This is particularly the case with persistent and unwelcome conduct, sexual harassment, bullying etc in an employment context. In employment cases (at least where it is not ‘at-will’ as in the US) the employer’s decision, as it would be in any case of employee misconduct, is likely to be judged on the balance of probabilities or a lesser standard of ‘what a fair and reasonable employer’ might be expected to do.
    These problems become particularly acute of course where there is some ambiguity, for example what looks like a consensual relationship has been/becomes perceived as coerced by an imbalance of power.
    It also needs to be recognised that the courts are likely to also be influenced by the property interests of the employer -ie the ‘right’ to control its workplace as it sees fit.
    Unfortunately the law can be complex and justice difficult to achieve.

  11. eric
    Posted September 24, 2017 at 3:35 pm | Permalink

    While I was disappointed that only 355 people voted (after all, we have over 50,600 subscribers, and you can go back and vote here

    I’m using Firefox and I don’t see the voting box shown in the screen shot at all. Not even when I go right to the post by clicking your hyperlink. So maybe one reason for the low response rate is that not everyone sees it.

    • Posted September 25, 2017 at 3:29 am | Permalink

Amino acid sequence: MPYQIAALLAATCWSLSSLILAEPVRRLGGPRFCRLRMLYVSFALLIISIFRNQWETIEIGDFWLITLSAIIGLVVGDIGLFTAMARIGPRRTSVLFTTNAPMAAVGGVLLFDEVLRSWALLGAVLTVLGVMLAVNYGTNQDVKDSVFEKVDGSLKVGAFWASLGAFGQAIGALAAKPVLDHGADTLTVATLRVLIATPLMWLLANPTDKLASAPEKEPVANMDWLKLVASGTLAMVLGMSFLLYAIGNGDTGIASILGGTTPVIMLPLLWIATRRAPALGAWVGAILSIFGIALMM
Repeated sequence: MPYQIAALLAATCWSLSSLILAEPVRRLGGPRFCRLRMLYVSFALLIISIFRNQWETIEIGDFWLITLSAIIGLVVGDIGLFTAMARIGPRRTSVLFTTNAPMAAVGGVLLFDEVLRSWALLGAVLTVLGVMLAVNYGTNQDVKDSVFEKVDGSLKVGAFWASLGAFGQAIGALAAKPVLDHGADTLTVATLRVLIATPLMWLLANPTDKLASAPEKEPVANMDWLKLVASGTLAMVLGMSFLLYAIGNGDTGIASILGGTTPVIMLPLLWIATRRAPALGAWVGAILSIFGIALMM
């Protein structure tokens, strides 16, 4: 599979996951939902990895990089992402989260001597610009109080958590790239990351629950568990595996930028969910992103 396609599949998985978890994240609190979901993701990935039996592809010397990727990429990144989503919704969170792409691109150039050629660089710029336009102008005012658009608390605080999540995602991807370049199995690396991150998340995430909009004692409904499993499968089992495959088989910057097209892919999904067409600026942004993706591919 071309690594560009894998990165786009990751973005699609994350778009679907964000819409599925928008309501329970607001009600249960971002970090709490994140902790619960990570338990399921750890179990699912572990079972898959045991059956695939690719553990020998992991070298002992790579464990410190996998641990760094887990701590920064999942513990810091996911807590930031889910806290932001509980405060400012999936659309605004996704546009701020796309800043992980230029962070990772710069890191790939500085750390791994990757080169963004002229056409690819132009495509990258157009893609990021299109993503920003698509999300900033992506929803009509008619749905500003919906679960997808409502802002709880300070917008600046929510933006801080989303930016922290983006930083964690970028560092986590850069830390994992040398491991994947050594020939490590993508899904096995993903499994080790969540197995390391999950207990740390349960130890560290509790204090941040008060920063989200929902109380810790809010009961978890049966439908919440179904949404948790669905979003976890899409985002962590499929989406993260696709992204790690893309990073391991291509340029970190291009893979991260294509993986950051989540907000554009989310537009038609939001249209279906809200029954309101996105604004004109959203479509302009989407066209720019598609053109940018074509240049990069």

I’m using Firefox and Adblock Plus, and was able to see the box and vote without any problem. I just tested that out by going back, and was pleased to note that although I could still go through the voting process, I was informed that my extra vote would not count, as I had already voted. Number of voters now over 400.

  12. Posted September 25, 2017 at 11:50 am | Permalink

    I’ve concluded that this answer only makes sense for the accusations that are in fact crimes. It does not follow from this that there cannot be lower standards for “codes of conduct”, and that can include comportment and those “attitudinal” aspects in addition to the purely academic ones.

  13. Posted September 25, 2017 at 8:18 pm | Permalink

    First, what Keith Douglas said in #12. But second, it’s reasonable for a college to “quarantine” (not *punish*) someone who is reasonably likely to pose a danger to others. Precisely because the criminal code has, and should have, such a high bar of evidence, there needs to be a second layer of protection that an accuser can turn to, in their university, or for that matter their workplace. I voted for “college … clear and convincing evidence.”